Sunday, April 06, 2008

Book: The Curse Of The Blue Figurine, by John Bellairs

(finally! The correct cover illustration!)

I couldn't take it any longer and had to have my Johnny Dixon fix. This is the first book in the Johnny Dixon character... and I think this was one of my favorites, way back when. Genuinely scary and spooky, this book is full of creeps and crawls and dark evil.

Johnny Dixon, living with his grandparents as his father flies fighter planes, is a good boy. Studious and clever, he's the sort of boy who does what he's told most of the time, but curious enough to occasionally do something he's not supposed to. Like steal a mysterious book from the library basement. A book that's been hollowed out to hold a scroll and a blue mummy figurine. A book that could have been put there by the ghost of evil Father Baart!

Like I said, this one is genuinely creepy. There is a very scary ghost, lots of yucky little spiders, another magic ring (there are a lot of magic rings in Bellairs books, I'm noticing), an adventure to the mountains, and of course, the cursed blue figurine. And, this book has Professor Childermass, one of my favorite characters ever.

Professor Childermass is a very smart, kind old man who has a rotten temper. It's so bad, in fact, he has made himself a 'fuss closet' in his house -- a padded closet where he can go and throw a complete tantrum. I love this. Who doesn't need a fuss closet sometimes? Professor Childermass also bakes amazing cakes, and I am fighting the urge to make something rich and gooey and chocolatey. Johnny and Professor Childermass play many games of chess by the fire late into the evenings, fortified by large hunks of gooey cakes. This sounds like the cosiest, best sort of evening ever, doesn't it?

Something else I love about these books is how it portrays kids' lives. Usually set in the 40s or early 50s, these kids walk home from school alone, get into fights in deserted parks (with bullies from school), linger in shop windows, go to the library, and stay up 'till 10 playing games of chess with their crotchety old neighbors. Do kids do any of these things anymore? I love the pace of life described. Come home from school, listen to a baseball game, do your homework, have dinner with your parents or grandparents, have an evening visitor who tells stories, have dessert, play a game, head to bed. It sounds so reassuring.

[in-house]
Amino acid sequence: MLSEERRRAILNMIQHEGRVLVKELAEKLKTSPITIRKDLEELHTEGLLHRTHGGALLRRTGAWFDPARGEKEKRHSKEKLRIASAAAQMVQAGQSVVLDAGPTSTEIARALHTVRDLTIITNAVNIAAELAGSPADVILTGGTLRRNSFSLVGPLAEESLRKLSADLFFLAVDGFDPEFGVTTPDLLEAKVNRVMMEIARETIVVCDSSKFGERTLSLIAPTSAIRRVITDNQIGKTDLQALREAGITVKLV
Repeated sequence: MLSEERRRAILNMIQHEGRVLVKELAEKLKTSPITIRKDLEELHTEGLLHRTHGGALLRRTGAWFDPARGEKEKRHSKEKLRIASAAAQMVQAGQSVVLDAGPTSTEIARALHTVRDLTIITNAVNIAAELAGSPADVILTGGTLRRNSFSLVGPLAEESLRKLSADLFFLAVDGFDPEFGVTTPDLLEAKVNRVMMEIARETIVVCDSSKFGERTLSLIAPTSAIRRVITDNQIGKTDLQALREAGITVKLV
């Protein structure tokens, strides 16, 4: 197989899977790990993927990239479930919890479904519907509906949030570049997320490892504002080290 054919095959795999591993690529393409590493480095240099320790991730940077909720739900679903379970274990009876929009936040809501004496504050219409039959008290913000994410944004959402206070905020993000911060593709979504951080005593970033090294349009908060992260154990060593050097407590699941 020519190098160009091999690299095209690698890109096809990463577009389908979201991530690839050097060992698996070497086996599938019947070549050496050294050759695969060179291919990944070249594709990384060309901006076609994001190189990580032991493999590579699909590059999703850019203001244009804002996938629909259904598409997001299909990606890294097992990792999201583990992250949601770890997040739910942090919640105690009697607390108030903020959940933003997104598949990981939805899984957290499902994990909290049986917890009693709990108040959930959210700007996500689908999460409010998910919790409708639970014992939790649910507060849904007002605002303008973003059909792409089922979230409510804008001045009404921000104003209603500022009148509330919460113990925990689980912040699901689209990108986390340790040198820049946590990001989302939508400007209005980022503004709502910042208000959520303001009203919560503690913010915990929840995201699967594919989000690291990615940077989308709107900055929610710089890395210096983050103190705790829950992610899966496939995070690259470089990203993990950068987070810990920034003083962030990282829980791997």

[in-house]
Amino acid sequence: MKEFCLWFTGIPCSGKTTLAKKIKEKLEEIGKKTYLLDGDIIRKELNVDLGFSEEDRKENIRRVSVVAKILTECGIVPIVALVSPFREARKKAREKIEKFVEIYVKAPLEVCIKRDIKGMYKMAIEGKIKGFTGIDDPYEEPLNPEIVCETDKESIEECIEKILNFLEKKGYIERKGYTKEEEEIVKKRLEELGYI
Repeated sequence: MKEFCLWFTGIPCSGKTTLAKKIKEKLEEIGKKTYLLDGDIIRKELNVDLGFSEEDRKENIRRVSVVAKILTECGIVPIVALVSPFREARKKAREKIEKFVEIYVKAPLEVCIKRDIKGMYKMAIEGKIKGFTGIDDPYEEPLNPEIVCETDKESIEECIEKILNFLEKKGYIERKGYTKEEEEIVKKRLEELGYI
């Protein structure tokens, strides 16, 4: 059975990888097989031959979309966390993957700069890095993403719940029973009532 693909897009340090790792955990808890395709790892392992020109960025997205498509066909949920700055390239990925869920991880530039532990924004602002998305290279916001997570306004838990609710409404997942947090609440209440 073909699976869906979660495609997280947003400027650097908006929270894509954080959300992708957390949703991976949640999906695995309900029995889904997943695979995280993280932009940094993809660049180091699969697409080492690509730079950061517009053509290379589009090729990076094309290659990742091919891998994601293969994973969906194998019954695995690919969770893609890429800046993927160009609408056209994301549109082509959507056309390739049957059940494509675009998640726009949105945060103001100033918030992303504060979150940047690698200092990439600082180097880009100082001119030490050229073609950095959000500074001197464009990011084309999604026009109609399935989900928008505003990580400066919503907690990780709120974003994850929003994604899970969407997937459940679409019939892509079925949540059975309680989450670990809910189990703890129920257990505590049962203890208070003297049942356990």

Unless, of course, you have an evil figurine hidden in your closet, directing you to do things like fight the bully and meet nasty scary ghosts in the park after dark, or ghosts who lead you up into the mountains with the intent of pushing you over the cliff to your doom. Then, not so reassuring.

Cleverly written, quirky and fun as ever, this is one of my favorite Bellairs' books. Now. Do I make a Sacher Torte or not?


cadiz12 said...

i remember reading all the John Bellairs books when i was a kid—it all started with The House with a Clock in its Walls. i remember desperately wishing my house had a cupola where i could hang out.

Kate said...

I reread this one right before I started my blog, and it's definitely one of the betters. (Mummy, Will and the Crypt is still by far my favorite.) But Prof. Childermass is just so fantastic, absolutely the sort of person I want to be when I grow up (my parents shudder with fear.) I love his fuss closet and the fact that he reenacts medieval naval battles in his bathtub. Oh, to be so crotchety and eccentric! (Make the cake...)

Tanner M. said...

Bellairs was a cornerstone of my childhood reading... just recently i found all my old books, my girlfriend and i have taken to reading a chapter outloud to each other before bed - she'd never read any of them before so i decided for some reason to start off with the blue figurine, so far neither of us are disappointed. I know my opinion is clouded with nostalgia, but my girlfriend agree with me, it's a clever, atmospheric, dark and charming.

like the reviewer said - he creates this world of familiar safety, the grandparents, the small town, the pace of life, the chess games and screen doors... then injects these classic (and truly heavy) gothic creepies.

People smoke, drink, and die in these stories - something that not all childrens writers have the courage to show these days.

Nice job Mr. Bellairs.